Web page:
Two drives. Two chips. Two putts. Suffice to say, the participants at the Drive, Chip and Putt National Finals have their work cut out for them when their big day arrives at Augusta National.
So how does the competition work? Each of the 80 finalists compete in eight divisions — broken down by girls and boys, ages 7-9, 10-11, 12-13 and 14-15. The format is the same for all divisions.
When a division begins its competition (the order alternates between girls and boys through the various age groups), the players first go to the Tournament Practice Facility, where each competitor hits two drives. For a drive to count for a score, it must come to rest within a 40-yard-wide landing area. Golfers use their longest drive that stays inbounds. The player with the longest drive overall (distances are measured by laser devices) receives 10 points, the second-longest gets nine, through to the 10th golfer, who gets one.
Next, players move to the chipping area adjacent the driving range, where they hit two consecutive chip shots, both from about 40 feet. The distance each shot stops from the hole is measured (also using lasers) and added together. The golfer with the shortest overall distance receives 10 points, the second-shortest gets nine, through to one point for the player who finishes 10th.
Finally, players walk to Augusta National’s No. 18 green, where each hits two putts, one from 30 feet and one from 15 feet. The latter is from about the same spot Adam Scott made a birdie putt in regulation at the 2013 Masters, then won in a sudden-death playoff with Angel Cabrera.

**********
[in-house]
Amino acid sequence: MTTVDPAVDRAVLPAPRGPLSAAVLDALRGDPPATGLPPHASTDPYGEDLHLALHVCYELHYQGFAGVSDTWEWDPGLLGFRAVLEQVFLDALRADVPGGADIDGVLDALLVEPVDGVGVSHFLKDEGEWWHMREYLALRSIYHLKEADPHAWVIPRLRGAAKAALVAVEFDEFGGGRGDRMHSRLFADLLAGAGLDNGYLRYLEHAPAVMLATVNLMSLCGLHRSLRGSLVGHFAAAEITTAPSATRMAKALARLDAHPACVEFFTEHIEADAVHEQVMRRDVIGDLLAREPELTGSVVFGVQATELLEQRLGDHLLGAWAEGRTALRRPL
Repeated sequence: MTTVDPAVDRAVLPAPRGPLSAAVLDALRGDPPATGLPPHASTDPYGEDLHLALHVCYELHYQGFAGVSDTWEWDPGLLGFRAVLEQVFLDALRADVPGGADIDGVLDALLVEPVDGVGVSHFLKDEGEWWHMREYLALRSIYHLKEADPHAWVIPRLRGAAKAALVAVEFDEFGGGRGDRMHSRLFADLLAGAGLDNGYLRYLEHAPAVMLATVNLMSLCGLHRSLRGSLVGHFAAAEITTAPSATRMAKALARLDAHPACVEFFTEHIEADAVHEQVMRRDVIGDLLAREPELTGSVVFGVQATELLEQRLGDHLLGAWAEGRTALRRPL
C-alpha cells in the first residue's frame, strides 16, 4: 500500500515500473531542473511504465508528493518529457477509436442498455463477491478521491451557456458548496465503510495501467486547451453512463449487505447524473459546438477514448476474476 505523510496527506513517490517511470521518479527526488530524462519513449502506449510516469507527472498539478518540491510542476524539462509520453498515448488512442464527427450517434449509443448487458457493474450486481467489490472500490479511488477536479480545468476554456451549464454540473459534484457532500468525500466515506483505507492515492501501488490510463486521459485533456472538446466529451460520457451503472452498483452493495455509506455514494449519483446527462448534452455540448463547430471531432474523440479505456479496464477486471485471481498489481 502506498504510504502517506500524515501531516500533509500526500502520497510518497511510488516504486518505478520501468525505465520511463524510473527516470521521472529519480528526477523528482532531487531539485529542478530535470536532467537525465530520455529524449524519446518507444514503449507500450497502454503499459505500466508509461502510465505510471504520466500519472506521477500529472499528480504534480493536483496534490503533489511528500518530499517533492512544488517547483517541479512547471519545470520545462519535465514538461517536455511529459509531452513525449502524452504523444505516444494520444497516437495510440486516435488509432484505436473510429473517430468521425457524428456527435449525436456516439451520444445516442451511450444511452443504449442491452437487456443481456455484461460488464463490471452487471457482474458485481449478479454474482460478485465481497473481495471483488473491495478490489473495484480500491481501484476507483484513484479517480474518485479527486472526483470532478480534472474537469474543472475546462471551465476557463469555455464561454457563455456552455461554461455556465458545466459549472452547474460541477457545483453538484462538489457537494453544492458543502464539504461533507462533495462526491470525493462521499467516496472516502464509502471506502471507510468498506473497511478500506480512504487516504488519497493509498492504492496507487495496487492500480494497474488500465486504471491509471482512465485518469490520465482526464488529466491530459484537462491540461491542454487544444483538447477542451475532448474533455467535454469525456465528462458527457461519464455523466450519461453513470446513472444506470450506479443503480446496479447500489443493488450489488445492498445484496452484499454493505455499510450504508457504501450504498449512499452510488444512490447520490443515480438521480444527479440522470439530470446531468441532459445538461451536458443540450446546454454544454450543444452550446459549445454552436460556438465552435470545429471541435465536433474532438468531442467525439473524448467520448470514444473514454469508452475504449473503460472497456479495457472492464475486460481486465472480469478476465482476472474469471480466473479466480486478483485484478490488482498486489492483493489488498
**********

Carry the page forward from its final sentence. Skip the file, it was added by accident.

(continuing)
The distance each putt finishes from the hole is measured and added together. The golfer with the shortest cumulative distance receives 10 points, and so on.
The golfer with the most combined points after all three contests is the division winner, with awards also given for second and third place, along with prizes for the top points earner in each skill. Golfers who finish in first, second and third place in each category also get an award.
A ceremony follows the completion of each competition, with a Masters champion awarding the hardware and posing for memorable photographs.
All of this occurs on site at Augusta National, but the surroundings are also special. Participants and their families arrive early in the weekend and stay at a downtown Augusta hotel with access to a nearby course for practice. On Saturday night, a welcome reception and dinner is held, hosted by Fred Ridley, the Chairman of Augusta National Golf Club and the Masters Tournament, and the presidents of the USGA (Diana Murphy) and PGA of America (Paul Levy). Early Sunday, participants are driven to Augusta National and ride in player vans down Magnolia Lane to the Clubhouse. Following the competition, a pizza party is held at the hotel. Qualifiers and their families also are invited to attend Monday’s Practice Round to kick off Masters week.